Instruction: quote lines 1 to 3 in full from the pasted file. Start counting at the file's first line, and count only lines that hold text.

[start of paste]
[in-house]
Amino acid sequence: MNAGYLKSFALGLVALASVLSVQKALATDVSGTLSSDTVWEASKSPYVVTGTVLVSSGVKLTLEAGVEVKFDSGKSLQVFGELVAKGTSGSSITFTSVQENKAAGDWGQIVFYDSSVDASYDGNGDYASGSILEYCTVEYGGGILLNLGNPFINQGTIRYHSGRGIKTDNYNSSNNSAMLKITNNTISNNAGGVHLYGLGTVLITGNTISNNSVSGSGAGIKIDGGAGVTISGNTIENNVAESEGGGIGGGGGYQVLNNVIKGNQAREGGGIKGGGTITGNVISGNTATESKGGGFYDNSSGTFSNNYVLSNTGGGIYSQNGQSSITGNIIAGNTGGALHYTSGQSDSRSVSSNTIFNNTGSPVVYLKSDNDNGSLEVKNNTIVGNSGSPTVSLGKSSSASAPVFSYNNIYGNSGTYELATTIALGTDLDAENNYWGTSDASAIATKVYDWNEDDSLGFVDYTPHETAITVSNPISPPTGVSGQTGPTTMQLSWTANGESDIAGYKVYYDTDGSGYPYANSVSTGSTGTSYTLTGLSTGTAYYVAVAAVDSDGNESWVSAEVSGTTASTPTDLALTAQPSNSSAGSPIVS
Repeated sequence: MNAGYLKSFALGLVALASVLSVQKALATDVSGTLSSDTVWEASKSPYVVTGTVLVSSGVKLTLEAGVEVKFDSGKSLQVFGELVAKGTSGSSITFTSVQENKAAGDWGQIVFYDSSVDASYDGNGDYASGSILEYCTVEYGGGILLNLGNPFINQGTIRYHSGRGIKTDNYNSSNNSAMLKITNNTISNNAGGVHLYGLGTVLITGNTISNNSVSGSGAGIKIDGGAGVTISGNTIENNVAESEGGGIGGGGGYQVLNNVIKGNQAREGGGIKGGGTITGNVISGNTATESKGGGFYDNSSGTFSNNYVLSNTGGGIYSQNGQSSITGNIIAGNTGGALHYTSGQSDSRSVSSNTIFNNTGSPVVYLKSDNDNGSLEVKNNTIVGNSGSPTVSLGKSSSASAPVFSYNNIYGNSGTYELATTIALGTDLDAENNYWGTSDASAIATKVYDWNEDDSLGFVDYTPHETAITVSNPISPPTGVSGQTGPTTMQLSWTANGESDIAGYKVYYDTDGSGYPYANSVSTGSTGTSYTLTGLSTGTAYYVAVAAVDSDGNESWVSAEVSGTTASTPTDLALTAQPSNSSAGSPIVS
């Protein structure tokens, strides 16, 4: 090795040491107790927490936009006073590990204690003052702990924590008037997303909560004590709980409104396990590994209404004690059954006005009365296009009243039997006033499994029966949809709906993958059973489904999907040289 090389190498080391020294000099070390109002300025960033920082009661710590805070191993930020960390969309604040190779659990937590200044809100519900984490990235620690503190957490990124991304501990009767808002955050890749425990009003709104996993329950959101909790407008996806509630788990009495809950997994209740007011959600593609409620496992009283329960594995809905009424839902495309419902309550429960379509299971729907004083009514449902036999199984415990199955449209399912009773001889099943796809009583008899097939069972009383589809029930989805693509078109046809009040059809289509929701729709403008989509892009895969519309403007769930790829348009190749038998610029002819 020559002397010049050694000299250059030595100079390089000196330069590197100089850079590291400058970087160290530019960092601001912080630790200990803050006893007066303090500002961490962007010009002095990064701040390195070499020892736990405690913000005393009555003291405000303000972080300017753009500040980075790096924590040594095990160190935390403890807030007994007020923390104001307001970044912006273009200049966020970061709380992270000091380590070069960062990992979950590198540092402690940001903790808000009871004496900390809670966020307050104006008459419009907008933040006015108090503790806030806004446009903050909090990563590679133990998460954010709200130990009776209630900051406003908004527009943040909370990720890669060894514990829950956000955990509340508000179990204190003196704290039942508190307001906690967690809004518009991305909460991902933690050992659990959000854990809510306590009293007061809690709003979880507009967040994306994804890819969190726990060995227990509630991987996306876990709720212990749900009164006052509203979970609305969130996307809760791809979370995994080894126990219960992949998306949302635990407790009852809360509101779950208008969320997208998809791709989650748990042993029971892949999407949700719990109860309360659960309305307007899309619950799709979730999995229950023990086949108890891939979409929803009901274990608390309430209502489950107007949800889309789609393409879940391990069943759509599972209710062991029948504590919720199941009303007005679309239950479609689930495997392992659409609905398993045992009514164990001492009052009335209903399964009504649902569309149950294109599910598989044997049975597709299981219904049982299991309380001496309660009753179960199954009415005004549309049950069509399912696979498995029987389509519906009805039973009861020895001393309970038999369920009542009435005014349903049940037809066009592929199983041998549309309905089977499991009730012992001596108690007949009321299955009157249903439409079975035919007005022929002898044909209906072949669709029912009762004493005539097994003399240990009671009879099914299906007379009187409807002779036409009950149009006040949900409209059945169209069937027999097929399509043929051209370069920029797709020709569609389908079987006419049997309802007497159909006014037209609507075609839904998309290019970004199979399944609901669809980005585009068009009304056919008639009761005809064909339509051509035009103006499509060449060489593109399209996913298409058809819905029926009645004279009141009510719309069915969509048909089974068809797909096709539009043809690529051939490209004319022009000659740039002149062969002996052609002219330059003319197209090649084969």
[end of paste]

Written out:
[in-house]
Amino acid sequence: MNAGYLKSFALGLVALASVLSVQKALATDVSGTLSSDTVWEASKSPYVVTGTVLVSSGVKLTLEAGVEVKFDSGKSLQVFGELVAKGTSGSSITFTSVQENKAAGDWGQIVFYDSSVDASYDGNGDYASGSILEYCTVEYGGGILLNLGNPFINQGTIRYHSGRGIKTDNYNSSNNSAMLKITNNTISNNAGGVHLYGLGTVLITGNTISNNSVSGSGAGIKIDGGAGVTISGNTIENNVAESEGGGIGGGGGYQVLNNVIKGNQAREGGGIKGGGTITGNVISGNTATESKGGGFYDNSSGTFSNNYVLSNTGGGIYSQNGQSSITGNIIAGNTGGALHYTSGQSDSRSVSSNTIFNNTGSPVVYLKSDNDNGSLEVKNNTIVGNSGSPTVSLGKSSSASAPVFSYNNIYGNSGTYELATTIALGTDLDAENNYWGTSDASAIATKVYDWNEDDSLGFVDYTPHETAITVSNPISPPTGVSGQTGPTTMQLSWTANGESDIAGYKVYYDTDGSGYPYANSVSTGSTGTSYTLTGLSTGTAYYVAVAAVDSDGNESWVSAEVSGTTASTPTDLALTAQPSNSSAGSPIVS
Repeated sequence: MNAGYLKSFALGLVALASVLSVQKALATDVSGTLSSDTVWEASKSPYVVTGTVLVSSGVKLTLEAGVEVKFDSGKSLQVFGELVAKGTSGSSITFTSVQENKAAGDWGQIVFYDSSVDASYDGNGDYASGSILEYCTVEYGGGILLNLGNPFINQGTIRYHSGRGIKTDNYNSSNNSAMLKITNNTISNNAGGVHLYGLGTVLITGNTISNNSVSGSGAGIKIDGGAGVTISGNTIENNVAESEGGGIGGGGGYQVLNNVIKGNQAREGGGIKGGGTITGNVISGNTATESKGGGFYDNSSGTFSNNYVLSNTGGGIYSQNGQSSITGNIIAGNTGGALHYTSGQSDSRSVSSNTIFNNTGSPVVYLKSDNDNGSLEVKNNTIVGNSGSPTVSLGKSSSASAPVFSYNNIYGNSGTYELATTIALGTDLDAENNYWGTSDASAIATKVYDWNEDDSLGFVDYTPHETAITVSNPISPPTGVSGQTGPTTMQLSWTANGESDIAGYKVYYDTDGSGYPYANSVSTGSTGTSYTLTGLSTGTAYYVAVAAVDSDGNESWVSAEVSGTTASTPTDLALTAQPSNSSAGSPIVS